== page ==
Adverse Events Following Chiropractic Care for Subjects with
Neck or Low-back pain: Do the Benefits Outweigh the Risks?

This section is compiled by Frank M. Painter, D.C.
Send all comments or additions to:

FROM:   J Manipulative Physiol Ther. 2008 (Jul); 31 (6): 461–464

Sidney M. Rubinstein, DC, PhD

Institute for Research in Extramural Medicine,
EMGO-Institute, VU University Medical Center,
1081 BT Amsterdam, The Netherlands.

This synopsis provides an overview of the benign and serious risks associated with chiropractic care for subjects with neck or low-back pain. Most adverse events associated with spinal manipulation are benign and self-limiting. The incidence of severe complications following chiropractic care and manipulation is extremely low. The best evidence suggests that chiropractic care is a useful therapy for subjects with neck or low-back pain for which the risks of serious adverse events should be considered negligible.

Key Indexing Terms   Chiropractic, Manipulation, Spinal, Adverse Effects, Public Health

From the Article


In comparison with clinical trials on treatment efficacy, much less is known on adverse events after chiropractic care. In general, adverse events after this treatment form for subjects with neck or low-back pain can be divided into 2 categories:

(1) benign, self-limiting, and

(2) serious adverse events, such as vertebrobasilar artery (VBA) stroke or cauda equina syndrome.

This article will discuss chiropractic care and spinal manipulation, which is the principal mode of therapy delivered by chiropractors. According to international clinical trial terminology, the established term for side effects or adverse treatment reactions is adverse events, and this term will be used in this article. It is meant to encompass both benign and serious events and is not limited to life-threatening events or those requiring hospitalization.

      Benign, Self-Limiting Adverse Events

These types of events have been prospectively and systematically described in numerous studies. [1–6] In general, they are mild to moderate in intensity, have little to no influence on activities of daily living, and recover spontaneously, typically lasting no more than a few days. The complaints, by-and-large, affect the musculoskeletal system, including radiating pain, but also includes other, less common reactions, such as nausea, dizziness, or tiredness. Furthermore, these events seem to be common at the beginning of treatment, most notably after the first treatment, [4–6] and therefore may have consequences for the plan of treatment.

Predictors of Adverse Events   Various studies have examined this topic, [2, 7–9] 2 of which have specifically examined predictors after chiropractic care for neck pain. [7, 8] One study found moderate to severe headache at baseline to be predictive of headache after treatment and a moderate amount of neck disability at baseline to be predictive of developing neck pain/soreness, or neurologic symptoms. [7] Another study found the expressly defined use of cervical rotation during treatment, and working status of the patient (sick leave or workers' compensation), to be moderately associated with an adverse event after any of the first 3 visits. A longer duration of neck pain before treatment was associated with specific types of events, namely, headache or worsening of the presenting neck pain. [8]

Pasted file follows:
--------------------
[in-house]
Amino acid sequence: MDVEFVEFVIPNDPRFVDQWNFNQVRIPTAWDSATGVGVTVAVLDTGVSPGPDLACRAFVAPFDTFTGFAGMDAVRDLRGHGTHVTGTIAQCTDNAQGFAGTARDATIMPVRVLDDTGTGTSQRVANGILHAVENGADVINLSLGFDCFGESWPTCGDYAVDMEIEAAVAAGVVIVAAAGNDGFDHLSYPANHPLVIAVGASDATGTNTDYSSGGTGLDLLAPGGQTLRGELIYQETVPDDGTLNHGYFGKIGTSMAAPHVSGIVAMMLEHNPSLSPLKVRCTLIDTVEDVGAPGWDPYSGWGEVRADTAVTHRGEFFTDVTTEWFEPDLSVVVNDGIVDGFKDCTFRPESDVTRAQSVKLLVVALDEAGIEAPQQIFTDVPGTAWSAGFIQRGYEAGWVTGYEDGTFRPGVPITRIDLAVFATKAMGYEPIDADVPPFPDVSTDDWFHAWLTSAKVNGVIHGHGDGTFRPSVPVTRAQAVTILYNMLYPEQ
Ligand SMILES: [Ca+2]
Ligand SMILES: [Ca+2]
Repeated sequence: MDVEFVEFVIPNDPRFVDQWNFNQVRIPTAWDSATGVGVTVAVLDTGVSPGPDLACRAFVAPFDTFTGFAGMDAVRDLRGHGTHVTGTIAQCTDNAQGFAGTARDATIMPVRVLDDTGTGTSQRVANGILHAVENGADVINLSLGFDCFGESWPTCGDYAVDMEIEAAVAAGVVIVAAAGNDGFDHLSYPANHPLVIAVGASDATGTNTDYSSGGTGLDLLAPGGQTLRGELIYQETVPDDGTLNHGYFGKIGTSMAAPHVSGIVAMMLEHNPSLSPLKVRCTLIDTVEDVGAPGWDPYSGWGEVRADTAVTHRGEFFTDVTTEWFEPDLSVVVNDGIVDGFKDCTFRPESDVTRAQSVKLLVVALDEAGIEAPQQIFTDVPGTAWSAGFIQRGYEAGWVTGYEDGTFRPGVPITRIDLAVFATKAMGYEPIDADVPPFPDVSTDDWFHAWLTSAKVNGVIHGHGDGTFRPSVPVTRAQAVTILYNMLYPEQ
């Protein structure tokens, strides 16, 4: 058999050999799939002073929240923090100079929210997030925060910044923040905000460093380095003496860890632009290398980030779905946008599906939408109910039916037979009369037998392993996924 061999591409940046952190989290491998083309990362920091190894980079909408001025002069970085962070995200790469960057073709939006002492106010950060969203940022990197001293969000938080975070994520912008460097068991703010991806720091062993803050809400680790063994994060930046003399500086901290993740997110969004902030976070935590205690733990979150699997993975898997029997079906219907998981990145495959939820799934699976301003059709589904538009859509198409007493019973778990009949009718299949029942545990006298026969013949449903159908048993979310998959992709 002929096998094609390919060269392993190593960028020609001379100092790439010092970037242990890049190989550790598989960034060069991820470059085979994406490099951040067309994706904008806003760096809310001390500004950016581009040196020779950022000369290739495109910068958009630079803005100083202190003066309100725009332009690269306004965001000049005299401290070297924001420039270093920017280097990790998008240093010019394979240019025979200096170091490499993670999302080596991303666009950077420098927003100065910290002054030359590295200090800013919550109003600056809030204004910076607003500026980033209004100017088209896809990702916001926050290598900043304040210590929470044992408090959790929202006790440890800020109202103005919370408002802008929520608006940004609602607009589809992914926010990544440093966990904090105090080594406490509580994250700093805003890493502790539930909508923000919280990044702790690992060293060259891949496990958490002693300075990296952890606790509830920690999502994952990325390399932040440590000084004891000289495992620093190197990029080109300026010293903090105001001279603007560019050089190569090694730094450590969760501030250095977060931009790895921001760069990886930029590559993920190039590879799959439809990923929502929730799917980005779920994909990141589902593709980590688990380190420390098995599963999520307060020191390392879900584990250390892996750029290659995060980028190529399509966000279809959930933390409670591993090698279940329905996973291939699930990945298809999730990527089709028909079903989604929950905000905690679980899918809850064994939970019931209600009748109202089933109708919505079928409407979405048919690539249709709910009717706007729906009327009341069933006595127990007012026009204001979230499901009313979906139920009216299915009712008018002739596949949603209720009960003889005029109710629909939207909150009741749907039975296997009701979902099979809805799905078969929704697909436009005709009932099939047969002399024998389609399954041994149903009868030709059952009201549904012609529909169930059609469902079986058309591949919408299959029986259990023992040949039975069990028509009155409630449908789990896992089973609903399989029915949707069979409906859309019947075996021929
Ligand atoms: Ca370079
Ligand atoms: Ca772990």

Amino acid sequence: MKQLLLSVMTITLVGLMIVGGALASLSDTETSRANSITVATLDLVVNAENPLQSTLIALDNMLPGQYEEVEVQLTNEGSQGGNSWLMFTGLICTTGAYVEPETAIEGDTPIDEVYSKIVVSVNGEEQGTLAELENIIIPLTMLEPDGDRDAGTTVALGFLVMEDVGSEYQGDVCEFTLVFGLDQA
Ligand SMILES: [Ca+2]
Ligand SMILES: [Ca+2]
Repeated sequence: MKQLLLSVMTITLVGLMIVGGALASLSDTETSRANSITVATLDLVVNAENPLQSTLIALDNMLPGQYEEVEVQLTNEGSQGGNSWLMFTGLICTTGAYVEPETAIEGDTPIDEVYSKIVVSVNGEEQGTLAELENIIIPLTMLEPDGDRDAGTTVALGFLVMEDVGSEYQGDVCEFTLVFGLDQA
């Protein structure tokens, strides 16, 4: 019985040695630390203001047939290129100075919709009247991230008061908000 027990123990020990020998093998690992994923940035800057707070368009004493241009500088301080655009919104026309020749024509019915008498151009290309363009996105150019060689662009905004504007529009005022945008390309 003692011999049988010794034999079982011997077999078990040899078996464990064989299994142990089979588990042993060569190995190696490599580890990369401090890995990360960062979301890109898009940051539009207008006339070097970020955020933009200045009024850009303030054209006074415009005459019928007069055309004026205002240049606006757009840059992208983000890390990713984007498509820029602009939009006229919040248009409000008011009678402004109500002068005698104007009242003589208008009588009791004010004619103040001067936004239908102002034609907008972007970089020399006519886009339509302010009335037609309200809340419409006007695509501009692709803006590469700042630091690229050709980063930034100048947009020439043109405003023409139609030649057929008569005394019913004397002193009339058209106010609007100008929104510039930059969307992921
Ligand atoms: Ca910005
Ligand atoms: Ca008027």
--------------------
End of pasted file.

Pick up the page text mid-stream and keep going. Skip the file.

Association With Outcome   Two studies have examined this topic. [3, 10] One randomized clinical trial (n = 336) concluded that subjects with adverse symptoms were less satisfied with care, perceived less improvement, and had more pain and disability during subsequent follow-up measurements than subjects with no adverse event. [3] In a large prospective cohort study (n = 529), adverse events after any of the first 3 treatments were found to be associated with worse short-term but not worse longer-term outcomes. [10]

Serious Adverse Events

Vertebrobasilar Artery Stroke   Estimates of VBA stroke after chiropractic care vary widely because they are based on case reports, retrospective studies, or surveys of medical claims data. [11] Consequently, figures on incidence can be extremely unreliable, ranging from 1 serious complication in 200,000 treatments, [12] to 1 in several million cervical spine treatments, [13] or 1 case per 100,000 persons. [14] In an expanded analysis of the Ontario population-based study, which spanned a 9–year period representing more than 100 million person-years of observation, only 8 cases of VBA stroke were observed in subjects younger than 45 years exposed to chiropractic care within a week before their stroke. [15] In those older than 45 years, no association was found between chiropractic visits and VBA stroke. It must be noted, however, that there is likely to be a certain amount of imprecision in any of these estimates. [16, 17]